Work Sharing during the Great Recession

Work Sharing during the Great Recession

New Developments and Beyond

Edited by Jon C. Messenger and Naj Ghosheh

‘Work sharing’ is a labour market instrument devised to distribute a reduced volume of work to the same (or similar) number of workers over a diminished period of working time in order to avoid redundancies. This fascinating and timely study presents the concept and history of work sharing and explores the complexities and trade-offs involved in its use as both a strategy for preserving jobs and a policy for increasing employment.

Chapter 4: Work sharing in Japan

Kazuya Ogura

Subjects: economics and finance, labour economics, public sector economics, social policy and sociology, labour policy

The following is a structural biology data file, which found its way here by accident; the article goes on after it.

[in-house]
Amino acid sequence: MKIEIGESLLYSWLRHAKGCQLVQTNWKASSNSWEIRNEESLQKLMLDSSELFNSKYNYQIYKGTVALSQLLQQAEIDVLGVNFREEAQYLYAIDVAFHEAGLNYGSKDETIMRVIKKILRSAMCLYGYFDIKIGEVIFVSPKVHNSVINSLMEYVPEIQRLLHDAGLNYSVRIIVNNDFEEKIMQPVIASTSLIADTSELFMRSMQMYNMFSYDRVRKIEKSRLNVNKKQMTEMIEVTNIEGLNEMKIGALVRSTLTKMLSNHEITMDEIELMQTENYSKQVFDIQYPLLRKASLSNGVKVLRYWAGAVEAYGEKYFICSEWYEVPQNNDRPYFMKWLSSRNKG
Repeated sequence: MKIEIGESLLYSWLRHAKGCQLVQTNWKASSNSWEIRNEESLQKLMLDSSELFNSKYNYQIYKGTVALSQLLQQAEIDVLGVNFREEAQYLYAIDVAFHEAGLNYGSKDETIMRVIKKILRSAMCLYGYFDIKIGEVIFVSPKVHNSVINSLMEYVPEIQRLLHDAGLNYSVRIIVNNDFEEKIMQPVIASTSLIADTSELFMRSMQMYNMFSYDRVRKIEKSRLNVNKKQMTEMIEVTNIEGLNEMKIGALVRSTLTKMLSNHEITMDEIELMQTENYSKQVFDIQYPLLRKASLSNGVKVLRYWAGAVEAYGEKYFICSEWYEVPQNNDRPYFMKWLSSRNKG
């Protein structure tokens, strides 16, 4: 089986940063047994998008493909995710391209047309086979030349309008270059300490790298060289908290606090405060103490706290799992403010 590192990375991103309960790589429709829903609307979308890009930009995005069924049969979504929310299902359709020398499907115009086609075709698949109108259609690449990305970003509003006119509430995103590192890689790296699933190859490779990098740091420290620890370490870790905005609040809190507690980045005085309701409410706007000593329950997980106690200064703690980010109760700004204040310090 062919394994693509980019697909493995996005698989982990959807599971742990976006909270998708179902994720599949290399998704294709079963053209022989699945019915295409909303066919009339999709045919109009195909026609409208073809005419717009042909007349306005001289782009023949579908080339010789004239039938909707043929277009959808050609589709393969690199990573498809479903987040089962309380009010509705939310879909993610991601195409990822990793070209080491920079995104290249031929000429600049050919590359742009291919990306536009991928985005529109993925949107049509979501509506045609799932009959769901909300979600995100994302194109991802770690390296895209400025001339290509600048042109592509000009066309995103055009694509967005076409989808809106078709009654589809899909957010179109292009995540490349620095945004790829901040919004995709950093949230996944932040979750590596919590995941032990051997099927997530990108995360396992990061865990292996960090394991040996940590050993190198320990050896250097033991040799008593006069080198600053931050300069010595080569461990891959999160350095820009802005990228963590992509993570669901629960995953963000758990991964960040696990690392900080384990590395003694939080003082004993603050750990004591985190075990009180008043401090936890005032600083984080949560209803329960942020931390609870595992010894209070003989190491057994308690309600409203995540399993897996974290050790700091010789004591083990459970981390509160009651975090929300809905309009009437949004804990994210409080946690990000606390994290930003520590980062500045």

In recent years, the debate on work sharing in Japan has become increasingly active, particularly since around 2002, when the annual average unemployment rate reached a historic high level of 5.4 per cent. In Japan, particularly from the time of the 1970s’ oil crises, it became customary for many companies to adjust the volume of employment through increasing or decreasing overtime. By maintaining a certain amount of overtime on a constant basis, dismissals were not suddenly required when business decreased and thus employment levels were maintained. At the same time, rather than recruiting large numbers of new workers when business increased, the existing workforce handled the situation through overtime to a certain extent. Over the following decades, overtime hours became the most typical method by which Japanese companies’ adjusted to changes in market demands. Adjusting the workforce to market fluctuations via overtime can be seen as a type of work sharing that is already in practice. The scale of this adjustment is quite large, and will be estimated later in this chapter.

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